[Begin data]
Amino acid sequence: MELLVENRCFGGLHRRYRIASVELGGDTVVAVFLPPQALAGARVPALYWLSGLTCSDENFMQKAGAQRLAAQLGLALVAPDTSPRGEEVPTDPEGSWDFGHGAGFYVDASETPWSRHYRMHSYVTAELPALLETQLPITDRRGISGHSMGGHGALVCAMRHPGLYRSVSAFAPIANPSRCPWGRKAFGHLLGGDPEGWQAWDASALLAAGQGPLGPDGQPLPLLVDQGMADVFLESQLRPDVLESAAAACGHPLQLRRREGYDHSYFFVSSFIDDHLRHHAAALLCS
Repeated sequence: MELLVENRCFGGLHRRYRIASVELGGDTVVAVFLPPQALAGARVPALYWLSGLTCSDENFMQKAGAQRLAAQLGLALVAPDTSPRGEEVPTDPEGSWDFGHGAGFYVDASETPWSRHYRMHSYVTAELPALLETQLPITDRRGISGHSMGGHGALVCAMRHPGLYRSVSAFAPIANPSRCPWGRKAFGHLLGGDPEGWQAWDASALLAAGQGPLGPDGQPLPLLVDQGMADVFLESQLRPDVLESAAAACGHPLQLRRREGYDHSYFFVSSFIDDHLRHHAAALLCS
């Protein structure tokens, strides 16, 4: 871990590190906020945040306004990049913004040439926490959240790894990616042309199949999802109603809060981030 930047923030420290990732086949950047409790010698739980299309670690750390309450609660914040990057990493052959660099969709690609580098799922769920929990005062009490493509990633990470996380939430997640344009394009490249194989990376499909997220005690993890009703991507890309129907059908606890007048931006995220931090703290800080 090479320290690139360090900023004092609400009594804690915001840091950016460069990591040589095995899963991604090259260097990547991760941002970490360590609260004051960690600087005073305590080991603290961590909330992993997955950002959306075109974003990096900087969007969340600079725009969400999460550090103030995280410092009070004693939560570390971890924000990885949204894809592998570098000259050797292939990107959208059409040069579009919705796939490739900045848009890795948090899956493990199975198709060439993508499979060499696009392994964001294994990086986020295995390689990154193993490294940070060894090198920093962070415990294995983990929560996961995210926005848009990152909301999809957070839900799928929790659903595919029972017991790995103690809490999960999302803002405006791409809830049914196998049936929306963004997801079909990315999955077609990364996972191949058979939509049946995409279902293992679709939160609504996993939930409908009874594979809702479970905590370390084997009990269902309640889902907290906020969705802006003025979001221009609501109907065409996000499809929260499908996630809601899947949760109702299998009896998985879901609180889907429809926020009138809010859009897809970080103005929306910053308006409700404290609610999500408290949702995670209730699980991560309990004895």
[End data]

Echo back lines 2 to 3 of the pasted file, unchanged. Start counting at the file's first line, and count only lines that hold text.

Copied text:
Repeated sequence: MELLVENRCFGGLHRRYRIASVELGGDTVVAVFLPPQALAGARVPALYWLSGLTCSDENFMQKAGAQRLAAQLGLALVAPDTSPRGEEVPTDPEGSWDFGHGAGFYVDASETPWSRHYRMHSYVTAELPALLETQLPITDRRGISGHSMGGHGALVCAMRHPGLYRSVSAFAPIANPSRCPWGRKAFGHLLGGDPEGWQAWDASALLAAGQGPLGPDGQPLPLLVDQGMADVFLESQLRPDVLESAAAACGHPLQLRRREGYDHSYFFVSSFIDDHLRHHAAALLCS
């Protein structure tokens, strides 16, 4: 871990590190906020945040306004990049913004040439926490959240790894990616042309199949999802109603809060981030 930047923030420290990732086949950047409790010698739980299309670690750390309450609660914040990057990493052959660099969709690609580098799922769920929990005062009490493509990633990470996380939430997640344009394009490249194989990376499909997220005690993890009703991507890309129907059908606890007048931006995220931090703290800080 090479320290690139360090900023004092609400009594804690915001840091950016460069990591040589095995899963991604090259260097990547991760941002970490360590609260004051960690600087005073305590080991603290961590909330992993997955950002959306075109974003990096900087969007969340600079725009969400999460550090103030995280410092009070004693939560570390971890924000990885949204894809592998570098000259050797292939990107959208059409040069579009919705796939490739900045848009890795948090899956493990199975198709060439993508499979060499696009392994964001294994990086986020295995390689990154193993490294940070060894090198920093962070415990294995983990929560996961995210926005848009990152909301999809957070839900799928929790659903595919029972017991790995103690809490999960999302803002405006791409809830049914196998049936929306963004997801079909990315999955077609990364996972191949058979939509049946995409279902293992679709939160609504996993939930409908009874594979809702479970905590370390084997009990269902309640889902907290906020969705802006003025979001221009609501109907065409996000499809929260499908996630809601899947949760109702299998009896998985879901609180889907429809926020009138809010859009897809970080103005929306910053308006409700404290609610999500408290949702995670209730699980991560309990004895």